My friend and I went to Mass on Palm Sunday on the upper west side, and the priest – after welcoming the visitors and expressing his hope that they would join us again – very directly, but lovingly, reminded us that if “you don’t attend Mass you aren’t really a Catholic’. On the walk to the subway, the two of us agreed that we were so glad to hear a priest put that reminder out there. Maybe all priests need to say that on Christmas Eve and Easter Sunday when so many who claim to be Catholics make their twice yearly pilgrimages to Mass. It needs to be said when they just might hear it! Otherwise, it is like preaching to the choir.

  • Julie
    April 12, 2010 Reply

    Dear Archbishop,
    I don’t think people are purposely not going to Mass, I just think catechesis is lacking. I don’t think they fully realize or appreciate Jesus is present. As a former catechist I was pleased to be teaching from the Faith & Life series by Ignatius press, until it was pulled by the DRE of the county, as being “too fundamental”. I don’t understand the opposition to the series & feel it is wrong. The children would listen intently and have many thoughtful questions. The series taught much bible history which would follow the readings. They would be excited to learn a lesson one week and hear about it in the readings or Gospel the next. My question is…..what is wrong with teaching the fundamentals of the faith? Education is the basis for everything. Why do we continue to teach out of 60’s & 70’s style texts that are nice & fuzzy, but minimal in substance. As Mother Teresa said, “when you fall in love with someone you want to be with them all the time”. When we teach the faith properly & kids fall in love with Jesus, they will want to go to Mass, look forward to it, and even bring family members that don’t come – as I have seen happen.

  • Parker Saches
    April 16, 2010 Reply

    I definitely will vouch for Keeping the Lord’s Day Holy The Gospel in the Digital Age to everybody under the sun who I are familiar with. Terrific Job. -Parker Saches – hearst castle Buff

  • Windsor Ontario
    September 28, 2010 Reply

    Hi Archbishop,

    I love your writings it helps me keep up when I’m unable to make it to mass or otherwise lack the knowledge and teachings of the Christian faith.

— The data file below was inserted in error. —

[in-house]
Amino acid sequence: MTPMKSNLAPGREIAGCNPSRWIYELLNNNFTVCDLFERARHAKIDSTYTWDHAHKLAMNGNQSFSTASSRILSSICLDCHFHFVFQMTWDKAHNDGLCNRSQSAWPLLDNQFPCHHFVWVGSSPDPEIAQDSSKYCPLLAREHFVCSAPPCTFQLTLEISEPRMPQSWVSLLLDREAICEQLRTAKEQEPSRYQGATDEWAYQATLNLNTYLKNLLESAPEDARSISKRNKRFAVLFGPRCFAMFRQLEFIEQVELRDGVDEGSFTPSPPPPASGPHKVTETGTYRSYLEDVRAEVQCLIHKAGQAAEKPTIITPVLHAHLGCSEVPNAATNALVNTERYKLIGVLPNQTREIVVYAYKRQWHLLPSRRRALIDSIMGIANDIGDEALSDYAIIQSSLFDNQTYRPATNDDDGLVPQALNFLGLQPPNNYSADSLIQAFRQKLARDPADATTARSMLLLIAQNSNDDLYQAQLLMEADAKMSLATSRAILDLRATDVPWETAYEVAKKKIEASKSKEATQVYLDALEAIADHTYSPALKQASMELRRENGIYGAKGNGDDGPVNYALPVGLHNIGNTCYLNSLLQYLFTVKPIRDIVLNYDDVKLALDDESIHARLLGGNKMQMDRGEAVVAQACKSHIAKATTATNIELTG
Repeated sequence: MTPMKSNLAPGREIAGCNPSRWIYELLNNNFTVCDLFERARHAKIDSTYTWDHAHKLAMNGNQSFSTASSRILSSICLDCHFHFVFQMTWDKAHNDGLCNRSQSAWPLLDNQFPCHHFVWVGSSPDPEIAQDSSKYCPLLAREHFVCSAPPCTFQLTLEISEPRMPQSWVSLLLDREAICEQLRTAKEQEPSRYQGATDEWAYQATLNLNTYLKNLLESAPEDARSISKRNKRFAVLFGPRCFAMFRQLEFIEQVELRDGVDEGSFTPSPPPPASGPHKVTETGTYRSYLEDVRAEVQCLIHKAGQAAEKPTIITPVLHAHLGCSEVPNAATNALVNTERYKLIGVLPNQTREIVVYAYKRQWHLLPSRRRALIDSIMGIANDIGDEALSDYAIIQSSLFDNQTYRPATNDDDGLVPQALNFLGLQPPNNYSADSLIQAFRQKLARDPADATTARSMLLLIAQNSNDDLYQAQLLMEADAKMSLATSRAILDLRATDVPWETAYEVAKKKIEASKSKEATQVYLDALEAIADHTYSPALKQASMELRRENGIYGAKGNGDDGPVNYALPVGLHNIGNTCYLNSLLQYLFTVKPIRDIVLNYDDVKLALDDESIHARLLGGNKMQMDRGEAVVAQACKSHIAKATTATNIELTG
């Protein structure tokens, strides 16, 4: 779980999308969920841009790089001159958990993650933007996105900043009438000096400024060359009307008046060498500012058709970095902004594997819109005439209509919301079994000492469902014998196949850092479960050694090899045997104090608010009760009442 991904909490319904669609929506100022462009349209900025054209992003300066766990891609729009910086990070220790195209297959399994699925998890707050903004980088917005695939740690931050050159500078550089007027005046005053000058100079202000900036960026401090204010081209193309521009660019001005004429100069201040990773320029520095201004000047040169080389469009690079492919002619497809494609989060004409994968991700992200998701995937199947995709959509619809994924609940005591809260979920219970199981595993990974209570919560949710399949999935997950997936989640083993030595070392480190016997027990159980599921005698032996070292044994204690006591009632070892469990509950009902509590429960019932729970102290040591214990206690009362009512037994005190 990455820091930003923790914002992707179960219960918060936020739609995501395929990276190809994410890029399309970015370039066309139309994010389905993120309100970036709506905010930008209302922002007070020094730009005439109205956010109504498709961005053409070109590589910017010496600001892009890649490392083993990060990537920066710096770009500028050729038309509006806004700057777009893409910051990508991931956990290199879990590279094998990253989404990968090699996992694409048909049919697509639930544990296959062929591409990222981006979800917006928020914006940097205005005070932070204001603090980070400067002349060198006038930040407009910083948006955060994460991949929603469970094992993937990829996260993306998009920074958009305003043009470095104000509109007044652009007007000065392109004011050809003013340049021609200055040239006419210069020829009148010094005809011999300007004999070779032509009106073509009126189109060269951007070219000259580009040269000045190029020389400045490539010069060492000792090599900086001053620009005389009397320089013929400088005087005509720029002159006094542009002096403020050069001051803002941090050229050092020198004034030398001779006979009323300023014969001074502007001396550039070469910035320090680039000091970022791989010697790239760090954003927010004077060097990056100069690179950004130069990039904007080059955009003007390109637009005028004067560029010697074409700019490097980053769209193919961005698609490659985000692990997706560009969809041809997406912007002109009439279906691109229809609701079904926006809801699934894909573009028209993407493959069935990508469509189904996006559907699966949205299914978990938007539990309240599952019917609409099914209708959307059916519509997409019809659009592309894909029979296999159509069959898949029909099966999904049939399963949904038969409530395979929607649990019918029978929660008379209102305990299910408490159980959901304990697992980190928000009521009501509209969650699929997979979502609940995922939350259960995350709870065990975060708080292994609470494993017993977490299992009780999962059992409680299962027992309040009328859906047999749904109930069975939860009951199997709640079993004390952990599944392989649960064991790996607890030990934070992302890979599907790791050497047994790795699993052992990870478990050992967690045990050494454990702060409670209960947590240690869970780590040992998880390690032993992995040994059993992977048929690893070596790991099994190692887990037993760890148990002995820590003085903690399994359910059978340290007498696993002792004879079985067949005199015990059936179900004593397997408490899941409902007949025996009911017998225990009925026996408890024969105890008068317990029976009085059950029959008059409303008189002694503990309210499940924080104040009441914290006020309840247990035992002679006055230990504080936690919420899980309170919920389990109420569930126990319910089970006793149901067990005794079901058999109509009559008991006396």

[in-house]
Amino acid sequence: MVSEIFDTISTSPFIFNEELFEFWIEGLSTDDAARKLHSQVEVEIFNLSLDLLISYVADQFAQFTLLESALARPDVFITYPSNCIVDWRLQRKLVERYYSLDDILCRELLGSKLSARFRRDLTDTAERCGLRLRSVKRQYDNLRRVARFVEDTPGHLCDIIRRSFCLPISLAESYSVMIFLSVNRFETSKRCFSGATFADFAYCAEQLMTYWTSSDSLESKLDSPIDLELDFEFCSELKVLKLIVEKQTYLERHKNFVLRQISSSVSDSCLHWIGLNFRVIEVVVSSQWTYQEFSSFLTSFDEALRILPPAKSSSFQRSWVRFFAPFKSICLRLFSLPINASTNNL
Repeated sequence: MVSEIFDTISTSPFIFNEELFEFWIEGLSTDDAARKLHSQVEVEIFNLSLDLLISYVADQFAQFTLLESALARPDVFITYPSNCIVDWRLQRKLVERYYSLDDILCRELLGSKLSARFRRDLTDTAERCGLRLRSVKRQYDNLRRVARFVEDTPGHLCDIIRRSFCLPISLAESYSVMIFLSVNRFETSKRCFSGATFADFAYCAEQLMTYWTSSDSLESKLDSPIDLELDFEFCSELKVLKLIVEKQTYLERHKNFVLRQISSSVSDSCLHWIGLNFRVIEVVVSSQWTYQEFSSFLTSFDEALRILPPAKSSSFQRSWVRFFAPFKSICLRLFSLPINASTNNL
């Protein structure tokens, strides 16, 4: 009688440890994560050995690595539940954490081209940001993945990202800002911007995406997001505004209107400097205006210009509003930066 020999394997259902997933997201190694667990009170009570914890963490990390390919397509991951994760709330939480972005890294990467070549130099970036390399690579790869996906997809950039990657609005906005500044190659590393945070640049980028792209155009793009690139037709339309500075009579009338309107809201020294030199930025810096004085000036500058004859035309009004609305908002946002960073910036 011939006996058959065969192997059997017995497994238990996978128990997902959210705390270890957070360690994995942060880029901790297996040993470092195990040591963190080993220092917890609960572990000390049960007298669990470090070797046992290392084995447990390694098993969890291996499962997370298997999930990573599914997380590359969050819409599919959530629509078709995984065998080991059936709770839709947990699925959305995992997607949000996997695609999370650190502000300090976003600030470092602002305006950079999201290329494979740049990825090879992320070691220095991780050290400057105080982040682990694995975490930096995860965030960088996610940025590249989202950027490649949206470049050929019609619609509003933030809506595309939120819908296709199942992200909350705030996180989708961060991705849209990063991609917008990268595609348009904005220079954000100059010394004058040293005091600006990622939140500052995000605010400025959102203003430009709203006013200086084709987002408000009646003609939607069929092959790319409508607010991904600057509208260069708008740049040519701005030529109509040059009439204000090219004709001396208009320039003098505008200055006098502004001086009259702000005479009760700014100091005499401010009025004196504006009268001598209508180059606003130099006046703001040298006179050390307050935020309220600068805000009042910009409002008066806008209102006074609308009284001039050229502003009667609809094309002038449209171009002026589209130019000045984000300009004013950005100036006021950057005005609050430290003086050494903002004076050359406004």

• Eleanor M Kutchoodon
    October 23, 2010 Reply

    Your Grace–I am very troubled about the topic of Sunday Mass. I guess I’ve always been a fringe Catholic, not really feeling as if I belong. As a Professor of Church History, please tell me where the concept of missing Sunday Mass carries the punishment of a mortal sin originated. Also, do the Jews consider it to be a mortal sin? Why can Sunday Mass Obligation be filled on Saturday? Why can it not be filled on a weekday and honoring the Sabbath on Sunday also be observed along with weekday Mass? How does a dispensation for a chronic illness which includes, along with other medical manifestations, sensitivity to crowds, perfumes, fragrances, fumes, etc work? I watch Sunday Mass on EWTN, and along with playing religious programs on EWTN, DVD’s and Tapes honoring our Blessed Mother, the Stations of the Cross, The Rosary, and the Chaplet of Divine Mercy. I have recently moved and can’t bring myself to register with another Parish. Can I make it to Purgatory? I welcome some sort of personal response from you, Archbishop Dolan…PS.I live in a wonderful Adventist Community that brings low medium income seniors together with Kindergarten up through High School Academy students who are on a work/study plan. I have found nothing so affordable and not needing to shrink oneself into smaller living accommodations than this in our Catholic Community and I have been researching retirement communities for 20years. They have even added EWTN to our free broadband cable line-up…Thank you so much for your input…….Eleanor..PPS My inner spirit has been nagging me for months to contact you and only you…